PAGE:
The provision only says that text needs to reflow.  And text is
defined as characters expressing something in human language.  A URL
is not human language.  As Tim Berners-Lee is often heard to say 'URLs
were never designed to be read by humans'.  This only applies to text
like this paragraph is written in.  The longest words in a language
would usually fit on half of a full size screen.  We  added the clause
"on a full screen window".  In understanding we explain that this
means "should ensure that content meets this requirement on standard
desktop/laptop displays with the browser window maximized."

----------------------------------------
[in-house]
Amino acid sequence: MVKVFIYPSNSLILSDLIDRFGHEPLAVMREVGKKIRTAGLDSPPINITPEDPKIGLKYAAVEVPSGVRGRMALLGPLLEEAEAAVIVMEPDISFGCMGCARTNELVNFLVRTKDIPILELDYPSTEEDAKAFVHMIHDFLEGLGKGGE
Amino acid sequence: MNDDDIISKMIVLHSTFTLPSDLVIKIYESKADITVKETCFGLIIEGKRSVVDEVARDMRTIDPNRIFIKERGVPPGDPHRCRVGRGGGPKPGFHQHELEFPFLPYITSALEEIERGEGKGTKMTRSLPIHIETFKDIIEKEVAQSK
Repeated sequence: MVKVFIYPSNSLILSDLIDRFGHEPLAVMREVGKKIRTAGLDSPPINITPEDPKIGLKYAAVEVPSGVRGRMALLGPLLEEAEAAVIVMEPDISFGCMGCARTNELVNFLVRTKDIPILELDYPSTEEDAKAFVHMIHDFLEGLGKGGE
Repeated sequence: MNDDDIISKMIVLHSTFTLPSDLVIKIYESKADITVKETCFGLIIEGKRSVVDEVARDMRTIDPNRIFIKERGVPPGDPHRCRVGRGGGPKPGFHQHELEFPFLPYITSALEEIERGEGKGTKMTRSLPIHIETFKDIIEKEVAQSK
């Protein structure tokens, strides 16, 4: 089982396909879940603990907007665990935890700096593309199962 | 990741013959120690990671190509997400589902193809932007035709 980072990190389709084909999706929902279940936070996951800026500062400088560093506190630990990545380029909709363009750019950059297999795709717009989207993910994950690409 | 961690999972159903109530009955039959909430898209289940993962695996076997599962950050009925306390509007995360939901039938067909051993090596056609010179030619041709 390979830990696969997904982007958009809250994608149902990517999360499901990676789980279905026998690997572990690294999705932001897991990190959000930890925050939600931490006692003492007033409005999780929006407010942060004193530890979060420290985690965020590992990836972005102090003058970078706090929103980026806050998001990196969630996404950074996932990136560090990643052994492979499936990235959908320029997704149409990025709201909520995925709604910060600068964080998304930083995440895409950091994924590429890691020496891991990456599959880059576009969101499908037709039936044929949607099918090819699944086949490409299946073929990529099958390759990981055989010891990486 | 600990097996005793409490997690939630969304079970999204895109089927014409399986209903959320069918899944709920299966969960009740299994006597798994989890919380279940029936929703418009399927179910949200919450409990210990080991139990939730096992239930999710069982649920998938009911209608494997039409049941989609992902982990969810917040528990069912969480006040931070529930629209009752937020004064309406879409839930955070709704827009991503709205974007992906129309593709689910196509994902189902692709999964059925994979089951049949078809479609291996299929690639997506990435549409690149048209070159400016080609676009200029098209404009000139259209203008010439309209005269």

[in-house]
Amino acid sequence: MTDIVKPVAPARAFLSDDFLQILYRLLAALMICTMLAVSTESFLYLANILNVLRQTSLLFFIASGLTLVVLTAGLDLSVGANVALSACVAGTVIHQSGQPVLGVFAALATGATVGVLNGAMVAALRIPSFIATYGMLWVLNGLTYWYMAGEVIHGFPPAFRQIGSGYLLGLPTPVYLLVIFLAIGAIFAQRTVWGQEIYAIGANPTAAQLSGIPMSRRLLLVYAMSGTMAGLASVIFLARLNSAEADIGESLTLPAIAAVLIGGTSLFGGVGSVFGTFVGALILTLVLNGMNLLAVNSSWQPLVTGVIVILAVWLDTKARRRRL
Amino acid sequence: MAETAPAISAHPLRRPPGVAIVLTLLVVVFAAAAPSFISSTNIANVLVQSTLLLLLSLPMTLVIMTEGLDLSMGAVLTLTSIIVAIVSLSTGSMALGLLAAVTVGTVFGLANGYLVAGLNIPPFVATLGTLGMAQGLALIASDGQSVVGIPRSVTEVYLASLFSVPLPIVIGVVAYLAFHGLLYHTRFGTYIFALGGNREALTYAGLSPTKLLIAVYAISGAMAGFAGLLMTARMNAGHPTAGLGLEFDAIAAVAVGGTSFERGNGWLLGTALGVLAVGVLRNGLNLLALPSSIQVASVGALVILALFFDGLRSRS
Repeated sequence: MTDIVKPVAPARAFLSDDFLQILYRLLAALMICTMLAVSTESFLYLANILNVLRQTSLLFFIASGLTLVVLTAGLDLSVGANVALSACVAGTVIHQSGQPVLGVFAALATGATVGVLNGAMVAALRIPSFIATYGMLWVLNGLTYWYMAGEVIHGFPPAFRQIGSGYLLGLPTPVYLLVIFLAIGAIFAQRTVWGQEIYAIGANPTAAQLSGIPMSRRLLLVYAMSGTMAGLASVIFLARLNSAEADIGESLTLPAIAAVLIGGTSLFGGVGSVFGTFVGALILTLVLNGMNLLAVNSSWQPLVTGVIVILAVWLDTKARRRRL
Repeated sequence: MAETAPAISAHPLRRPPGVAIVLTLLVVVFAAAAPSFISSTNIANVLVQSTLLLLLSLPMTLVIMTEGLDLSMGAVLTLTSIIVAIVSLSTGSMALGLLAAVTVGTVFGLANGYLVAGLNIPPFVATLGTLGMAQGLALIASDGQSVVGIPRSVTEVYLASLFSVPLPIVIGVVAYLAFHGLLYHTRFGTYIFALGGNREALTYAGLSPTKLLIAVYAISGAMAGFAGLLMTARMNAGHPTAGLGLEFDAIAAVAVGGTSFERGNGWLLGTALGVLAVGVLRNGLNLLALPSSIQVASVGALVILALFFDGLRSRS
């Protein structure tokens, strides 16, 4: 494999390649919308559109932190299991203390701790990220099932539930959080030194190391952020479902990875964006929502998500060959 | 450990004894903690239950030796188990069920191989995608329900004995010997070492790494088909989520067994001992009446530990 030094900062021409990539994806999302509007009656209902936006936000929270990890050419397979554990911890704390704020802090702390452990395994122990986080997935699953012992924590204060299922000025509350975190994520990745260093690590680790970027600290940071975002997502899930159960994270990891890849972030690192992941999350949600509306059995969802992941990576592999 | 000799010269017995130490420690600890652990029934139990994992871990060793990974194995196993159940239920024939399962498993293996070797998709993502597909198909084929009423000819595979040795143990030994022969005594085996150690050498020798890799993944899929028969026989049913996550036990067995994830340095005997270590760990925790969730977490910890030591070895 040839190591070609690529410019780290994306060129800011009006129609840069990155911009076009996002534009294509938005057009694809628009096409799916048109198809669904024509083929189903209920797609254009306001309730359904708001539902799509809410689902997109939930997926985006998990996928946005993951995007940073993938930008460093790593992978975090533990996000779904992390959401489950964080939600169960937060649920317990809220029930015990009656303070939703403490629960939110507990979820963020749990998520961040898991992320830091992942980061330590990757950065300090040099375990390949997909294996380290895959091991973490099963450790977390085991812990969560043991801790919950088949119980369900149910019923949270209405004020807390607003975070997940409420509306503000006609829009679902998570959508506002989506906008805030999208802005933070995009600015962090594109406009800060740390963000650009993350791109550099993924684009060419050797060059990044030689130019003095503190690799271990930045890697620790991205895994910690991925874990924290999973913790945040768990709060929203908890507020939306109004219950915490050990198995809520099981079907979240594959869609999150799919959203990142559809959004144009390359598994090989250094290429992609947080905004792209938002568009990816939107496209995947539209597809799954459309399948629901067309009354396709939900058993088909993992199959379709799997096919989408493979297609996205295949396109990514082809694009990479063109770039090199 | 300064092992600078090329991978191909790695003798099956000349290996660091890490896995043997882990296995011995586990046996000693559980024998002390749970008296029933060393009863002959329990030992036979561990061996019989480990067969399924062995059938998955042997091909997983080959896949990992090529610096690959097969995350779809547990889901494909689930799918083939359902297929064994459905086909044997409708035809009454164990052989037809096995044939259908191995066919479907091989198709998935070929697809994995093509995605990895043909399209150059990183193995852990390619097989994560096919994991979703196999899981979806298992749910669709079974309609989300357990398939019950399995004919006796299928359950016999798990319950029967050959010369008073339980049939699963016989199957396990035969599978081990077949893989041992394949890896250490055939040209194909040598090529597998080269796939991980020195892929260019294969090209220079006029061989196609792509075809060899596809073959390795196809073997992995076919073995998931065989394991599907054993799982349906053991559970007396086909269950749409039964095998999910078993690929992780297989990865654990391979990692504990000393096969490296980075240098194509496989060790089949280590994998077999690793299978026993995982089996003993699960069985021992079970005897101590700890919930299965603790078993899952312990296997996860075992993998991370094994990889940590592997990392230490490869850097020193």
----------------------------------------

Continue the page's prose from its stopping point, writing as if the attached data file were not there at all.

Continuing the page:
If this is what you mean by platform (hardware) we agree with you.  We
have therefore added the following definition .


on a full-screen window
            on the most common sized desktop/laptop display with the
viewport maximized

We have also added to Understanding document:

Since people generally keep their computers for several years, it is
best not to rely on the latest desktop/laptop display resolutions but
to consider the common desktop/laptop display resolutions over the
course of several years when making this evaluation.


Thanks again for the interest that you have taken in these guidelines.
Could we ask you to let us know whether or not you are satisfied with
this response by Wed, April 16?

Loretta Guarino Reid, WCAG WG Co-Chair
Gregg Vanderheiden, WCAG WG Co-Chair
Michael Cooper, WCAG WG Staff Contact

On behalf of the WCAG Working Group
Received on Friday, 11 April 2008 17:21:55 UTC